Canon locates most of the camcorder's controls in convenient places. The only real victims of placement here are the two switches on the right side of the body that let you switch between auto or program modes, and MiniDV tape or MiniSD flash memory card media. Granted, you won't need to switch these while shooting, but they'd be easier to deal with if placed on the left side. Canon generally parcels out its menu-based controls well, making the most likely used items, such as exposure compensation and microphone level, quickly accessible by pressing the joystick. At the same time, other oft-accessed controls--program, shutter- and aperture-priority, cine, and scene modes, along with the white balance, image effects, and still-image mode--hide behind the function button. As usual, Canon puts four buttons below the camcorder's 2.7-inch, wide-screen LCD. These buttons let you zoom in or out, start and stop recording, access focus assist mode, and double as playback controls.
Unfortunately, Canon doesn't let you change white balance while shooting, so if you move from one type of lighting to another, you're forced either to stop then restart shooting or to accept the resulting color cast. This is surprising given that Canon tries to appeal to a more-advanced level of user with this model's 24p shooting mode. Meant to mimic the 24fps frame rate of film, the mode does a good job of that, though its slower frame rate may cause fast-moving subjects to get a bit choppy when compared to 30fps video. Also, don't expect the footage to have the same tonal characteristics as film. To address this, Canon includes cine mode, which can be combined with 24p mode if desired and tries to achieve a film-like look by changing the color and gamma performance. Purists likely won't be satisfied, but it's worth a try if you want a different, more-muted look to your footage.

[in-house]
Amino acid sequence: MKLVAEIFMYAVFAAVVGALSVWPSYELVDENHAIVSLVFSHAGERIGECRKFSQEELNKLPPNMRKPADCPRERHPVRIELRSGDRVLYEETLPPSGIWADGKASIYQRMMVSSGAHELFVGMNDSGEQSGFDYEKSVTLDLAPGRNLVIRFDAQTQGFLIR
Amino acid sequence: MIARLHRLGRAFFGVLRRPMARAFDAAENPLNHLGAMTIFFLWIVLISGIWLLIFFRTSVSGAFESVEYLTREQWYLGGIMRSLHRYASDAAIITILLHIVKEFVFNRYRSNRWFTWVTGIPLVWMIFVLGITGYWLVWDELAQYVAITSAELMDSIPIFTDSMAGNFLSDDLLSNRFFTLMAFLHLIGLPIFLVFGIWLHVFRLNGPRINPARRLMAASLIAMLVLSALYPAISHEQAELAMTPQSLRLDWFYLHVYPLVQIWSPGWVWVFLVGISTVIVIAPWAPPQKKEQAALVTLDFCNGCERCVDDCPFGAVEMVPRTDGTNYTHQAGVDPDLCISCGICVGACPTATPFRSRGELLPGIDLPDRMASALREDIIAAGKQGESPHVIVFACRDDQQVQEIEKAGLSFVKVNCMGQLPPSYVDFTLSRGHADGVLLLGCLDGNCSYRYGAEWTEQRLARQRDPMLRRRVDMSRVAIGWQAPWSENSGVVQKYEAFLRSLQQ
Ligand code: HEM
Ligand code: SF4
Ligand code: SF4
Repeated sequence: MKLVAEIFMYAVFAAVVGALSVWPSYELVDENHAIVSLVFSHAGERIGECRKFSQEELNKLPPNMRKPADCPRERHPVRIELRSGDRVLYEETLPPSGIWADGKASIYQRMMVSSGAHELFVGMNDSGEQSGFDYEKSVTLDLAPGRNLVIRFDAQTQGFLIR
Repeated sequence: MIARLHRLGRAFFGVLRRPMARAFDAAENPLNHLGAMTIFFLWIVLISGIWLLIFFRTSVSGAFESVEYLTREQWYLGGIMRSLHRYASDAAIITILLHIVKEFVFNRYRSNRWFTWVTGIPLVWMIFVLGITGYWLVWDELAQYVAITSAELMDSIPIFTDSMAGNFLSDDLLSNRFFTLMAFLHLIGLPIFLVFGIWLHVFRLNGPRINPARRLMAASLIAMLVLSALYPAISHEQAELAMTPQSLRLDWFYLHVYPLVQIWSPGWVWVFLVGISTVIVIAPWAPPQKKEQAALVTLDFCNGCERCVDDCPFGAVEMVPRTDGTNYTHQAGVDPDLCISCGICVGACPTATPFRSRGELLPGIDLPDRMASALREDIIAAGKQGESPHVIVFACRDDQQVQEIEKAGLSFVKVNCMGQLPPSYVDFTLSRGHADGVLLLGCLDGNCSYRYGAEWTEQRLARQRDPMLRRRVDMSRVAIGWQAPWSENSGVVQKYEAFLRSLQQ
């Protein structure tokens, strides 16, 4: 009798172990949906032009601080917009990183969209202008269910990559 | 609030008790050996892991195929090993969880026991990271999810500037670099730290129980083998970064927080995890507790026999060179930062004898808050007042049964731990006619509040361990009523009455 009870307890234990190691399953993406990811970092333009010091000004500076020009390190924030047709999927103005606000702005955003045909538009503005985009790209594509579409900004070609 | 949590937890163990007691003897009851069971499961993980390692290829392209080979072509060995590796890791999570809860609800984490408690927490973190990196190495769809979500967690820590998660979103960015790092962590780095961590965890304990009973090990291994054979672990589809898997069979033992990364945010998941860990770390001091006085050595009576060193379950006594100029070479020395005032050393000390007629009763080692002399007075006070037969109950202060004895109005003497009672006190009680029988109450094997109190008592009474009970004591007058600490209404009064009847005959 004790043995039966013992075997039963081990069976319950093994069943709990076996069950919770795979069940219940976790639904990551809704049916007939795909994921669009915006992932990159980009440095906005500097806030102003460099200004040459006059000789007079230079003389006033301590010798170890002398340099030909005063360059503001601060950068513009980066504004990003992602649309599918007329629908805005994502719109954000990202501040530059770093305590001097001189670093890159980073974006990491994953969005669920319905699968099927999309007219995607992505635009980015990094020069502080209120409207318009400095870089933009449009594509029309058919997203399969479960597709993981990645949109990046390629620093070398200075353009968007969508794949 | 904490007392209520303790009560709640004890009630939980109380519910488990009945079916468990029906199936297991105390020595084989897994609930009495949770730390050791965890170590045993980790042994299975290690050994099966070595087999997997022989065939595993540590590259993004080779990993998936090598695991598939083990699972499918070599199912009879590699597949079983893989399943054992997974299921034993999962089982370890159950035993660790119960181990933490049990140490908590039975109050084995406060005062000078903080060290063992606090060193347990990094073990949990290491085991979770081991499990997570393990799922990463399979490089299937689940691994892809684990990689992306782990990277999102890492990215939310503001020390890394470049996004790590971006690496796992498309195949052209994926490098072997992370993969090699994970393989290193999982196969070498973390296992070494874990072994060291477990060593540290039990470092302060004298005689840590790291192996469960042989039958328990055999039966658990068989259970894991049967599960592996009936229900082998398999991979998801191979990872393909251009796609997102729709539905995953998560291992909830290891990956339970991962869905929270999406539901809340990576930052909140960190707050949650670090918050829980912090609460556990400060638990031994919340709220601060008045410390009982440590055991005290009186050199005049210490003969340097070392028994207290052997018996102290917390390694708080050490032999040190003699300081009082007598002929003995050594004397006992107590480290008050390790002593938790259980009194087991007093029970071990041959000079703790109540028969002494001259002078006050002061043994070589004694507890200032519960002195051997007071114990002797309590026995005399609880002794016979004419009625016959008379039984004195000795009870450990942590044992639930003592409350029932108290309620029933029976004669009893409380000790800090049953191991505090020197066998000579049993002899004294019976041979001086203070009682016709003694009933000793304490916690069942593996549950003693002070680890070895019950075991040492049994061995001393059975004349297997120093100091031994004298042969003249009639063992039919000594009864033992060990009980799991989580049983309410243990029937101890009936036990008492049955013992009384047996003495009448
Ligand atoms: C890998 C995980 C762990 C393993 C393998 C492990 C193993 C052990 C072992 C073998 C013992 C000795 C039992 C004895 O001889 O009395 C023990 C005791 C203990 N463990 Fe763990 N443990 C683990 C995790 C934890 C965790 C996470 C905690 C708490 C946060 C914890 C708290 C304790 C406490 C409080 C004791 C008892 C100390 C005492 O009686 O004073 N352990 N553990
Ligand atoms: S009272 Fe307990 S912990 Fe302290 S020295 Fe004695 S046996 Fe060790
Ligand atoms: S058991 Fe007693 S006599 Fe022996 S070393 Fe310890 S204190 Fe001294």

Speaking of footage, we were very impressed with the video we shot with the HV20. Our footage was quite sharp, colors showed plenty of saturation, and we saw surprisingly little noise, especially in good lighting conditions. Like the HV10, the HV20 did tend to lose some information in highlights, though it preserves noticeably more highlight detail than most non-HD camcorders, and shadow detail was impressive. Since it's a single-chip design (as opposed to three-chip), low-light performance isn't amazing. Still, the graininess in low light was considerably better than you'd see in a camcorder with a smaller sensor, though in extremely dim conditions, color fidelity and overall dynamic range drop precipitously, leaving largely monochrome video with very little shadow detail. Canon's night mode does little to fix this, instead dropping the shutter to such a slow speed that you end up with video that looks like lazy stop-action animation.
Still images reminded us of what we saw with the HV10. While very impressive for a camcorder, you still won't want to print larger than snapshot size. But, if you don't print larger than 4x6 inches, you may be pleased with the results.
Despite our handful of gripes, the HV20 will likely be a big seller for Canon. We wouldn't be surprised if it's among the top-selling nonbudget camcorders this year, especially if retailers drop the price to less than $1,000. The HV20's stunning high-definition video and comfortable operation make it a great choice for nonprofessional, HD-happy videographers. However, if you often find yourself shooting in low light, don't mind a touch screen interface, and can stand to lay down a little extra cash, Sony's Handycam HDR-HC7 is definitely worth consideration.